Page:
In light of this criticism, can fiscal support for philanthropy and, ultimately, the contributions philanthropic foundations make to democracy be justified? Reich believes they can. To make this case, he considers two arguments often made in this debate: that of pluralism and that of discovery. The argument from pluralism, which is often heard, contends that foundations contribute to a pluralistic conception of the common good and diversify the actors involved in defining it, making it possible to overcome a univocal and centralized conception of the public interest. Yet while this argument is, to a degree, acceptable, it suffers from a rather obvious plutocratic bias. Decentralization is positive when it balances out power; in this instance, however, it gives a social premium to the voices of the wealthy.

This is not true of the second argument, that of innovation, which turns the lack of accountability into an advantage. In this case, time is the crucial factor. Indeed, business and political actors are subject to short-term considerations and societal “demand” heavily influences them. Yet certain causes that are particularly risky, in that they do not lend themselves to short-term results, can be defended only if their backers are able to engage in exploratory efforts over the long term. It is because they provide a space and incentive for discovery, which they can allow themselves due to their ability to distance themselves from the short-term pressures experienced by government and business actors, that Reich winds up defending the role of foundations. This argument, which is in dialogue with more critical perspectives advanced by sociologists and philosophers, is, in a sense, the book’s pivotal insight and thus merits greater discussion.

Placing too much trust in philanthropic gifts?

The pluralism of the perspectives expressed in this book does not prevent them from engaging with one another or undermine its overall coherence. The continuity across its chapters, which cover a wide variety of themes, lies in in the examination of the ever-moving boundaries between philanthropy, the state, and the market. The interest in its multiple disciplinary perspectives is that normative issues are not evaded, but, on the contrary, are examined in close interaction with essays that are very empirically precise. The cumulative work on the question by American social science is, in this way, redeployed in order to shed light on normative choices that are never made “in a vacuum,” but are always anchored in the institutional and social realities that make them meaningful.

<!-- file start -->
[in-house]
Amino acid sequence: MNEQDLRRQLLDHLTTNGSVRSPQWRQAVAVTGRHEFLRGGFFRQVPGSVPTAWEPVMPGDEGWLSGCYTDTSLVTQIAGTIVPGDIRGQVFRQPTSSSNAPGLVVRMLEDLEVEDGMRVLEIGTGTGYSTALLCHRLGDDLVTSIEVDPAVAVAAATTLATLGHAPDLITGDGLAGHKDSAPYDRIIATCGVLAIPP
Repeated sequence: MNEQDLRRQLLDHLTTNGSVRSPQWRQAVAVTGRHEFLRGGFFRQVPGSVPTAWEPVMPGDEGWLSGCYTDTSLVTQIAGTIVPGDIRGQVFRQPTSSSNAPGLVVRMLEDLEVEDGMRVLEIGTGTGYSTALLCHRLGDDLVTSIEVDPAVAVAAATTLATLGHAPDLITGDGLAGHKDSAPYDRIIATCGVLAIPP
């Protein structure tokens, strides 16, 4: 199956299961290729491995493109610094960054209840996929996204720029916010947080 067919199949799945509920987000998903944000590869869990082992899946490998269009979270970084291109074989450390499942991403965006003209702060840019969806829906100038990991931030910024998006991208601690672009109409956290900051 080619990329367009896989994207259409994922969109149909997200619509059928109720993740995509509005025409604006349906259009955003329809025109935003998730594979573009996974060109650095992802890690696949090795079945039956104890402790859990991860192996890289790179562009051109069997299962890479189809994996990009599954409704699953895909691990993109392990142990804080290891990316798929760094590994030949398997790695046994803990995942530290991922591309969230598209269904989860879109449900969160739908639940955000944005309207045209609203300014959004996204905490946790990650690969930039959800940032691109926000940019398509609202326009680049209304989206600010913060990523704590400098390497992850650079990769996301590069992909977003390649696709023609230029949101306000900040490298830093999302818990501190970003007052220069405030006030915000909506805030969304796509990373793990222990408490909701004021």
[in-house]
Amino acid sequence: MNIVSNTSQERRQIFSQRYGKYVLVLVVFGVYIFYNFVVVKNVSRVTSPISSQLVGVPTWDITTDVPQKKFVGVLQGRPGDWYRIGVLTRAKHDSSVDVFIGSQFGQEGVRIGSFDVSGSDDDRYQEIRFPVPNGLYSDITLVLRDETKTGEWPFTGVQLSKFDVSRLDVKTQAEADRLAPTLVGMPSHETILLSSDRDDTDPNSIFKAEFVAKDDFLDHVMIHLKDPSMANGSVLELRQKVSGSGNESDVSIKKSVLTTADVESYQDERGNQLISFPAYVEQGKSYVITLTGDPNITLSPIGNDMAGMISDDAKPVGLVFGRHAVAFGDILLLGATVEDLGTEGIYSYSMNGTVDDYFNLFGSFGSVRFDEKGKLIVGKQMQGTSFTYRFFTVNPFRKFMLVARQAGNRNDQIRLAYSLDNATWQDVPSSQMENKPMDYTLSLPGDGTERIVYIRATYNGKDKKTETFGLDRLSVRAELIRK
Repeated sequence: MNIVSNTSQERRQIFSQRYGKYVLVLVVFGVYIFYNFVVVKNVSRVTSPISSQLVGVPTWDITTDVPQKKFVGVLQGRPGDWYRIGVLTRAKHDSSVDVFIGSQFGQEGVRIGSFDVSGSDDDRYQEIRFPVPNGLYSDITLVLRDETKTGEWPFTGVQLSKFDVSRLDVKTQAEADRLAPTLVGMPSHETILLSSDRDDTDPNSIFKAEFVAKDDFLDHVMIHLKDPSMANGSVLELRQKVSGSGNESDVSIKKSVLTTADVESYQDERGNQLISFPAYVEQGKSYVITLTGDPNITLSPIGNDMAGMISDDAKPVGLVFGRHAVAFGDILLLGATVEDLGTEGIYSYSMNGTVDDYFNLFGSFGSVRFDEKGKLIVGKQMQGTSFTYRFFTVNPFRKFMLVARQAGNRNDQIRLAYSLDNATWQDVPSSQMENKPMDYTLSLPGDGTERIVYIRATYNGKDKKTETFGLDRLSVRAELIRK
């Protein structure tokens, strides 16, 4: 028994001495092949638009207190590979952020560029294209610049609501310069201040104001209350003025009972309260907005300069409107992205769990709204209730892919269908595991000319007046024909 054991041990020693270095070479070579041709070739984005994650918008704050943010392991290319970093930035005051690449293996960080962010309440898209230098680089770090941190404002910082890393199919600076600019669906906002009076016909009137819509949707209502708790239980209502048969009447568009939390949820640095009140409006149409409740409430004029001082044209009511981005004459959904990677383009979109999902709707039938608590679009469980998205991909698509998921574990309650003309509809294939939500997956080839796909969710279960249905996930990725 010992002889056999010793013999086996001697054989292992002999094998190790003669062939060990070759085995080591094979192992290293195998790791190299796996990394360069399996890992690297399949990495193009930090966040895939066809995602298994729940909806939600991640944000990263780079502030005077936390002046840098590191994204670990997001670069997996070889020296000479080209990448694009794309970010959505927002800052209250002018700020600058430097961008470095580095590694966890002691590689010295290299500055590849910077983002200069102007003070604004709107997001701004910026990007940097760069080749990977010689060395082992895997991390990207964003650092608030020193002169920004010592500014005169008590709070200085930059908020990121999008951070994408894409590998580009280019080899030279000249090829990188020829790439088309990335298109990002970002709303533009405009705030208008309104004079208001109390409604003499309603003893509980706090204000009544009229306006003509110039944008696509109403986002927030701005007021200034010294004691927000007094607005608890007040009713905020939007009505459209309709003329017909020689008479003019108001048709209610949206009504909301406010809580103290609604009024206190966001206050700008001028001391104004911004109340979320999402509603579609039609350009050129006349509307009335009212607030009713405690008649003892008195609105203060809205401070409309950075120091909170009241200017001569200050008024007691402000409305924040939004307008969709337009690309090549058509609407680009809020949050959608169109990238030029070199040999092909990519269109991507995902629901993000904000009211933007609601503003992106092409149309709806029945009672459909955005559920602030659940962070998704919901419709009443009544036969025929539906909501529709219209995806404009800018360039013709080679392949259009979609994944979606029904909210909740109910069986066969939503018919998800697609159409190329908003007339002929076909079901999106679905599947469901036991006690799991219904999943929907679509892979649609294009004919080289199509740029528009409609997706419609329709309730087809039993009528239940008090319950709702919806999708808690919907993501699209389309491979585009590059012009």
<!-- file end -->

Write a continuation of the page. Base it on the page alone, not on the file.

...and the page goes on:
At the conclusion of this overview, three observations are in order. The first concerns a limitation of which the authors are perfectly aware and which they justify in the introduction: namely, the fact that their approach is heavily centered on the United States. Given the importance of American philanthropy and the model it embodies, a detailed discussion of this one case is fully justified. That said, international or transnational applications of American philanthropy and its impact on the shaping of global justice might have been addressed. The institutions of American democracy are not alone in being challenged by the philanthropy of the world’s foremost economic power: so are international organizations, as well as third country resources (notably European countries ). While this transposition is not without its epistemological difficulties, the global character of inequality and the transnationalization of power relationships nevertheless makes this redeployment necessary.

At a deeper level, a particularly salient and transversal aspect of the analysis concerns philanthropy’s temporal character as it relates to democracy, government, and the market. Ray Madoff emphasizes how the time lag between tax deduction benefits and access to gift money in donor-advised funds results in losses for gift-financed associations. Conversely, Reich maintains that philanthropy’s ability to “go long” is what ultimately justifies its place and role in democratic societies in which government and business actors are subject to short-term considerations. This argument is, however, a little hasty in characterizing as “natural” a relationship to time that is particular to how the government operates in contemporary American democracy, in which the federal government has ceded a number of social prerogatives to private actors and organized its priorities around its citizens’ desire for lower taxes, at least somewhat contrary to their own interests. If philanthropy has been able to “go long,” it is precisely because that which should be the state’s prerogatives par excellence have been deconstructed through the delegitimation of the state, of which the growth of philanthropy is a corollary. Does the ability of philanthropists to “go long” not lend itself, like the argument from pluralism, to the criticism that it has a plutocratic bias? The way in which recent judicial and political decisions have, in the United States, affected the connection between wealthy donors and government officials (in the executive and judicial branch) makes this argument, at the very least, worth considering.

Reviewed: Rob Reich, Chiara Cordelli, Lucy Bernholz (eds.), Philanthropy in Democratic Societies: History, Institutions, Values, Chicago, The University of Chicago Press, 2016, 344 p.

by Nicolas Duvoux, 26 February 2018

To quote this article :

Nicolas Duvoux, « Extraordinary Men. Philanthropy and Social Justice », Books and Ideas , 26 February 2018. ISSN : 2105-3030. URL :

Nota Bene:

If you want to discuss this essay further, you can send a proposal to the editorial team (redaction at We will get back to you as soon as possible.


[1See Theda Skocpol, Diminished Democracy: From Membership to Management in American Civic Life, University of Oklahoma Press, 2004.

Our partners

© - Any replication forbidden without the explicit consent of the editors. - Mentions légales - webdesign : Abel Poucet